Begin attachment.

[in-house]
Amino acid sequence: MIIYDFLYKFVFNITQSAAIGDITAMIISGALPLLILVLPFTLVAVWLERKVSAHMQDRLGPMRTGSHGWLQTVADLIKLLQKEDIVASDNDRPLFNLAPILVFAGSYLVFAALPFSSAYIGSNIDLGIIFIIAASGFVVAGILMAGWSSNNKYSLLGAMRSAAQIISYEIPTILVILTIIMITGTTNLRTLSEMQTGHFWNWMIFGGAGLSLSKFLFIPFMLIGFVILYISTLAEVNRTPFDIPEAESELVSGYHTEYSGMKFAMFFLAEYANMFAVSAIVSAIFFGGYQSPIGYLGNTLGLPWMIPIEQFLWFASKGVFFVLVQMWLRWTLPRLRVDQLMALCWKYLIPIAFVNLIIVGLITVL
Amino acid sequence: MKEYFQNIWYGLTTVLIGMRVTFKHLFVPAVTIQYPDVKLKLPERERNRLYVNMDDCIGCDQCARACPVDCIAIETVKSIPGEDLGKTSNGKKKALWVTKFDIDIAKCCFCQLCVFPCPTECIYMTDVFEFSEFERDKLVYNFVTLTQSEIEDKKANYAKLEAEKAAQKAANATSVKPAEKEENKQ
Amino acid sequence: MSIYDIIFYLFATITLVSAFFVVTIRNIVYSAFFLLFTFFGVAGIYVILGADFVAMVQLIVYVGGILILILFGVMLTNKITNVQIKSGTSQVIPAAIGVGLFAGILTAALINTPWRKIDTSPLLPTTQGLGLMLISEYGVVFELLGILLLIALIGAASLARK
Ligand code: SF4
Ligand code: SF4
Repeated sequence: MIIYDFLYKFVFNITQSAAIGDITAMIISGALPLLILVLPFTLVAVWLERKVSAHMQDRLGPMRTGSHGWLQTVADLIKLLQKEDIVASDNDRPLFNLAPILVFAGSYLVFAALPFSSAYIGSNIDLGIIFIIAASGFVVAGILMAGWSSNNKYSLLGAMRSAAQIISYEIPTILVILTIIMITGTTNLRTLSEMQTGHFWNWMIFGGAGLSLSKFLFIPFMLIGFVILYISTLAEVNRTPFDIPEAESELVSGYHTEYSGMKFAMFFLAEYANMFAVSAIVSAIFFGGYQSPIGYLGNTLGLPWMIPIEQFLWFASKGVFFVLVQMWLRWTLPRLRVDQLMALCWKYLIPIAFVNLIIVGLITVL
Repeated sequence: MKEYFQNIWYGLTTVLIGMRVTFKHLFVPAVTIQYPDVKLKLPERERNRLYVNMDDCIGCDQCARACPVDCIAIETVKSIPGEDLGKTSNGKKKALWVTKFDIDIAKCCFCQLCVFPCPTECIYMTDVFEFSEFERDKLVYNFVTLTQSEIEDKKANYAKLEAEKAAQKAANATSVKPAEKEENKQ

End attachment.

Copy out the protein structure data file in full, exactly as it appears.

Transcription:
[in-house]
Amino acid sequence: MIIYDFLYKFVFNITQSAAIGDITAMIISGALPLLILVLPFTLVAVWLERKVSAHMQDRLGPMRTGSHGWLQTVADLIKLLQKEDIVASDNDRPLFNLAPILVFAGSYLVFAALPFSSAYIGSNIDLGIIFIIAASGFVVAGILMAGWSSNNKYSLLGAMRSAAQIISYEIPTILVILTIIMITGTTNLRTLSEMQTGHFWNWMIFGGAGLSLSKFLFIPFMLIGFVILYISTLAEVNRTPFDIPEAESELVSGYHTEYSGMKFAMFFLAEYANMFAVSAIVSAIFFGGYQSPIGYLGNTLGLPWMIPIEQFLWFASKGVFFVLVQMWLRWTLPRLRVDQLMALCWKYLIPIAFVNLIIVGLITVL
Amino acid sequence: MKEYFQNIWYGLTTVLIGMRVTFKHLFVPAVTIQYPDVKLKLPERERNRLYVNMDDCIGCDQCARACPVDCIAIETVKSIPGEDLGKTSNGKKKALWVTKFDIDIAKCCFCQLCVFPCPTECIYMTDVFEFSEFERDKLVYNFVTLTQSEIEDKKANYAKLEAEKAAQKAANATSVKPAEKEENKQ
Amino acid sequence: MSIYDIIFYLFATITLVSAFFVVTIRNIVYSAFFLLFTFFGVAGIYVILGADFVAMVQLIVYVGGILILILFGVMLTNKITNVQIKSGTSQVIPAAIGVGLFAGILTAALINTPWRKIDTSPLLPTTQGLGLMLISEYGVVFELLGILLLIALIGAASLARK
Ligand code: SF4
Ligand code: SF4
Repeated sequence: MIIYDFLYKFVFNITQSAAIGDITAMIISGALPLLILVLPFTLVAVWLERKVSAHMQDRLGPMRTGSHGWLQTVADLIKLLQKEDIVASDNDRPLFNLAPILVFAGSYLVFAALPFSSAYIGSNIDLGIIFIIAASGFVVAGILMAGWSSNNKYSLLGAMRSAAQIISYEIPTILVILTIIMITGTTNLRTLSEMQTGHFWNWMIFGGAGLSLSKFLFIPFMLIGFVILYISTLAEVNRTPFDIPEAESELVSGYHTEYSGMKFAMFFLAEYANMFAVSAIVSAIFFGGYQSPIGYLGNTLGLPWMIPIEQFLWFASKGVFFVLVQMWLRWTLPRLRVDQLMALCWKYLIPIAFVNLIIVGLITVL
Repeated sequence: MKEYFQNIWYGLTTVLIGMRVTFKHLFVPAVTIQYPDVKLKLPERERNRLYVNMDDCIGCDQCARACPVDCIAIETVKSIPGEDLGKTSNGKKKALWVTKFDIDIAKCCFCQLCVFPCPTECIYMTDVFEFSEFERDKLVYNFVTLTQSEIEDKKANYAKLEAEKAAQKAANATSVKPAEKEENKQ